This study will be of benefit to the government and all other stakeholders in the educational sector. From the theoretical point of view, the study will add and contribute to existing body of knowledge and literature on the implementation of UBE programme in Akwa Ibom state.
Empirically, the findings of this study will contribute specifically to discovering the lacuna in the implementation process, the challenges and the milestone covered so far in the UBE programme in Akwa Ibom state. Accordingly, it will also help the researcher to either support or disagree with previous study carried out in this field.
1.6 Scope and Limitations of the Study
This study is interested in examining the relationship between UBE and goals attainment in Akwa Ibom state, and covers the time period, 2002-2012. To this end, the study investigates alongside the level of achievement of the UBE objectives for national development, as well as, the challenges of the programme in Akwa Ibom state.
The foreseeable problem that hasbeen encountered in the course of carrying out this study was lack of adequate funds for gathering of information. Other difficulties experienced in this study included: the inability to cover in its entirety, all the rural areas that were selected for this study; the delay in retrieving all the questionnaires that were administered to the respondents; finally, some of the principals and teachers consulted hoarded information on the subject from the researcher.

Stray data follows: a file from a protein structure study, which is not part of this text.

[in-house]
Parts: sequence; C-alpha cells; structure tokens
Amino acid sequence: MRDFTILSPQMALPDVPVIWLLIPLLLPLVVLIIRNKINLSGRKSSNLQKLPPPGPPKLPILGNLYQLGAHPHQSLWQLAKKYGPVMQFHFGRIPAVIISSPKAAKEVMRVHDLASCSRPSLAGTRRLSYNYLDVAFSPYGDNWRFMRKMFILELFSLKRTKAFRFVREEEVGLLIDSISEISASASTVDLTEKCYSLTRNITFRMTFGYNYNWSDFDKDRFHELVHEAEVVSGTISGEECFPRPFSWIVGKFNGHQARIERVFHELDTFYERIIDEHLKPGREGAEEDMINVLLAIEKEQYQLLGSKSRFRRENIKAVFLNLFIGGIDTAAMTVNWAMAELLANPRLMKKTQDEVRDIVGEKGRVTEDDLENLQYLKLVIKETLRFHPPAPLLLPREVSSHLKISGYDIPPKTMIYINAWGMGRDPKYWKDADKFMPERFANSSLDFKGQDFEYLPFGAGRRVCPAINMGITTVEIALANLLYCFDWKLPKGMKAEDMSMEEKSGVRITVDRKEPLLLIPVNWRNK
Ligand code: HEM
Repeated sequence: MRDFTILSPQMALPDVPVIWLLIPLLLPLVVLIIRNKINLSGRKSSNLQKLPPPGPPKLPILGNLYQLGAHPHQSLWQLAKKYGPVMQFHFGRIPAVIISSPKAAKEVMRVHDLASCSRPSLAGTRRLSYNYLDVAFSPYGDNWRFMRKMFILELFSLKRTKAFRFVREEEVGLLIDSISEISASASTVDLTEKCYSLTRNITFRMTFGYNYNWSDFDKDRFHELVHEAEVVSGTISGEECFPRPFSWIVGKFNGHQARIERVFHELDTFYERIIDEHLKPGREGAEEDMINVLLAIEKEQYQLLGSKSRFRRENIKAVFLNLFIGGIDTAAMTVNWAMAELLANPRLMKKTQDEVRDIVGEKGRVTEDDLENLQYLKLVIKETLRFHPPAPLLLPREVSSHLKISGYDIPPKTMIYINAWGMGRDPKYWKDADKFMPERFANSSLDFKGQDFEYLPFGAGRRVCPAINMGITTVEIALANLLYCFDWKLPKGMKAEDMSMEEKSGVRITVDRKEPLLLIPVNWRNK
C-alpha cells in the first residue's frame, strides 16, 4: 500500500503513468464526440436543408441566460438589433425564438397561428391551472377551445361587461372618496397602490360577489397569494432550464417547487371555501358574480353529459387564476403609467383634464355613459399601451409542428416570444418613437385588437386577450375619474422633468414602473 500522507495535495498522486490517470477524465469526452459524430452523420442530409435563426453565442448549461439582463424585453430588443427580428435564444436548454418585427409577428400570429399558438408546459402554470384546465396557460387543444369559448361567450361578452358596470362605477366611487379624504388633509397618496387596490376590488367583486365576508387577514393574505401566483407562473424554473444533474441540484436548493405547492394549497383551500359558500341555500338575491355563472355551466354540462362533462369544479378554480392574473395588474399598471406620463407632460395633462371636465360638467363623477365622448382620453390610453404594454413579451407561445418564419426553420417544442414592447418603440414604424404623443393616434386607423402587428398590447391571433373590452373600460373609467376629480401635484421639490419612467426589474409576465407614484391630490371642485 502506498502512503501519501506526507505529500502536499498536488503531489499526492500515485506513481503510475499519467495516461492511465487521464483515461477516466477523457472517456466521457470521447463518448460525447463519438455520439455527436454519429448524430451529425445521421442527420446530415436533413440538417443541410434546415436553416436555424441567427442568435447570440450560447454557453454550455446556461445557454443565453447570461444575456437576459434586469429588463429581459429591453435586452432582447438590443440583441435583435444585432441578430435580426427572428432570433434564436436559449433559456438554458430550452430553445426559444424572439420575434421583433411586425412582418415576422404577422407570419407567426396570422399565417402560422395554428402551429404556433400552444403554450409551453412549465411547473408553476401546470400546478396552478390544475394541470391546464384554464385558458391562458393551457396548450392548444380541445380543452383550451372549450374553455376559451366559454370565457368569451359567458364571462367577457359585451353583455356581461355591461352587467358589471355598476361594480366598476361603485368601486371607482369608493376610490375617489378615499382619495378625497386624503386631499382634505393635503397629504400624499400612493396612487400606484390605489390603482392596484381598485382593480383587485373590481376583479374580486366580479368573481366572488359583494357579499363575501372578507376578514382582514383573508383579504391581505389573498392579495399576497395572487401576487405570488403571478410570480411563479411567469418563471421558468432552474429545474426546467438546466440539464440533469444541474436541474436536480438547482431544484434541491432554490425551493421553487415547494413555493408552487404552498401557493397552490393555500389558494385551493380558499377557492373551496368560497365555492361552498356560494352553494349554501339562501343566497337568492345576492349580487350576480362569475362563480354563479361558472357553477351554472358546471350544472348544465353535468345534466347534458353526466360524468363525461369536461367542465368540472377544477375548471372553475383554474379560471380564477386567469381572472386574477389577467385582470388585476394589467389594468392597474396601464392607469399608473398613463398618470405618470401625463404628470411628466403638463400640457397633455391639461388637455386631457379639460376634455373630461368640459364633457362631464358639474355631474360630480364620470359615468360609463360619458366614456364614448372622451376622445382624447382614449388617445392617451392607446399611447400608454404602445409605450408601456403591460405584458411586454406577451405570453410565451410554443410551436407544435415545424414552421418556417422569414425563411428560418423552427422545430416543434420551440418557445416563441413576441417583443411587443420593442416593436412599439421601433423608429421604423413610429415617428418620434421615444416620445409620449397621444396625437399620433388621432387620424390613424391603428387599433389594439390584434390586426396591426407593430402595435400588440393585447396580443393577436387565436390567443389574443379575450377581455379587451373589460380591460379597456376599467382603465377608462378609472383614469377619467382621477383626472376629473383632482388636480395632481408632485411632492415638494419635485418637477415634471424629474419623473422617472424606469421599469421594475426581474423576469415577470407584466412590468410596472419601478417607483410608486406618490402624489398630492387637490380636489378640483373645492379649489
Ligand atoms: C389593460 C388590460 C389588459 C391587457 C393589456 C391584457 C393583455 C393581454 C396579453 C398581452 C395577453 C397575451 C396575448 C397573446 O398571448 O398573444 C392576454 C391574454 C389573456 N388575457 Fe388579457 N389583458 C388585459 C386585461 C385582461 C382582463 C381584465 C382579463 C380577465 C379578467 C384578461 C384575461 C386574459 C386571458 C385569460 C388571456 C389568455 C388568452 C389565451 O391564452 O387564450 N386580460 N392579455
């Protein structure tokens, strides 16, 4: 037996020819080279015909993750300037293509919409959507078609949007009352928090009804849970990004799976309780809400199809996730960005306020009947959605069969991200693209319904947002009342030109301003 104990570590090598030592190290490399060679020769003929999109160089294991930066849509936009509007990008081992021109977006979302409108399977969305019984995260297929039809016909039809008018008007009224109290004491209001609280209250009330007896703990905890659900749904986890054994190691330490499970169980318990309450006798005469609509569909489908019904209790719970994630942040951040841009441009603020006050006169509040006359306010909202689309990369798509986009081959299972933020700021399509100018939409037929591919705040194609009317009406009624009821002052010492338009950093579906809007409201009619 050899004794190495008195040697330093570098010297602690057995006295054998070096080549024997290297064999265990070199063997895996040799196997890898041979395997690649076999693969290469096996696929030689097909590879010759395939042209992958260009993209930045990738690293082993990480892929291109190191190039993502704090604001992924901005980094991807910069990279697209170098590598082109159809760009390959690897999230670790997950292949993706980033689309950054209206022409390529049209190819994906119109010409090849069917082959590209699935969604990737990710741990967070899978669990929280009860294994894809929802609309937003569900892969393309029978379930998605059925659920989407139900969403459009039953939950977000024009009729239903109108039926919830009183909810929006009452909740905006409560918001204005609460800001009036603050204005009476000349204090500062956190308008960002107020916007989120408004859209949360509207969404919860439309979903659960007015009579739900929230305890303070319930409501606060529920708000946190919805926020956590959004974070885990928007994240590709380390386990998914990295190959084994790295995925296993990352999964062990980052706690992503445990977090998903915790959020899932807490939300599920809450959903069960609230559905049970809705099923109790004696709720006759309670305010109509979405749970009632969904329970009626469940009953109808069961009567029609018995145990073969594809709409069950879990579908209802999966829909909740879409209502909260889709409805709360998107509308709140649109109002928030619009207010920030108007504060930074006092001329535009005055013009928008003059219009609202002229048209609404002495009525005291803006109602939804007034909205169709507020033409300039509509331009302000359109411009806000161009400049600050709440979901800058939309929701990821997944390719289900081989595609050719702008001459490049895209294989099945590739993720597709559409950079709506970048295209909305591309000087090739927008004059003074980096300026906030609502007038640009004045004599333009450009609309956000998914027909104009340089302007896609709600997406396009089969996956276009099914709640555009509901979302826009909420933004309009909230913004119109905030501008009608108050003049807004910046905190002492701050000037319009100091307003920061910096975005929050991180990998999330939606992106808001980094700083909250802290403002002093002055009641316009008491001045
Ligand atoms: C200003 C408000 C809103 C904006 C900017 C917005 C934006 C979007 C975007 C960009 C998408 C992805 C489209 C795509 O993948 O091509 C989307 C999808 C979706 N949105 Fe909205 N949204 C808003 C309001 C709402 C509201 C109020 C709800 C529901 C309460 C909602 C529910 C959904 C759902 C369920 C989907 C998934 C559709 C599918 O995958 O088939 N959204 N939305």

1.7 Definition of Terms
Universal Basic Education (UBE): In this context is a reform programme that integrates junior secondary with the primary education.
Universal: Connotes an inclusive programme that is meant for all facts of the society, the rich, the poor, the physically fit, the physically challenged (people with special needs) the brilliant, the dull the regular students, the dropout including every other individual that is ready to acquire knowledge.
Basic: The term basic in this context refers to be base, take off point. It connotes the root, thee bottom or the foundation from which other parts get supported.
Education: Connotes the acquisition of knowledge that leads to a permanent change in behavior.
Basic Education: According to Jointien Declaration and Framework of Action on Education for All (EFA) is not defined in terms of years of schooling, neither is it limited in terms of years of schooling, nor limited to formal schooling. Basic Education is seen in its broadest sense as a close articulation of the formal, non formal and informal approaches to learning and mechanisms for the awakening of an all round development of the human potential. Basic education in the context of this study is limited to public UBE-primary in the formal setting.
Free: In this context connotes that in addition to tuition fee, all the services rendered to pupils of primary school shall be free.
Compulsory: Here connotes that parents, guardians and communities are under an obligation to ensure that children take full advantage of the opportunities offered by the UBE programme.
Literacy: Refers to the ability of pupils of public primary schools to read, write and communicate effectively.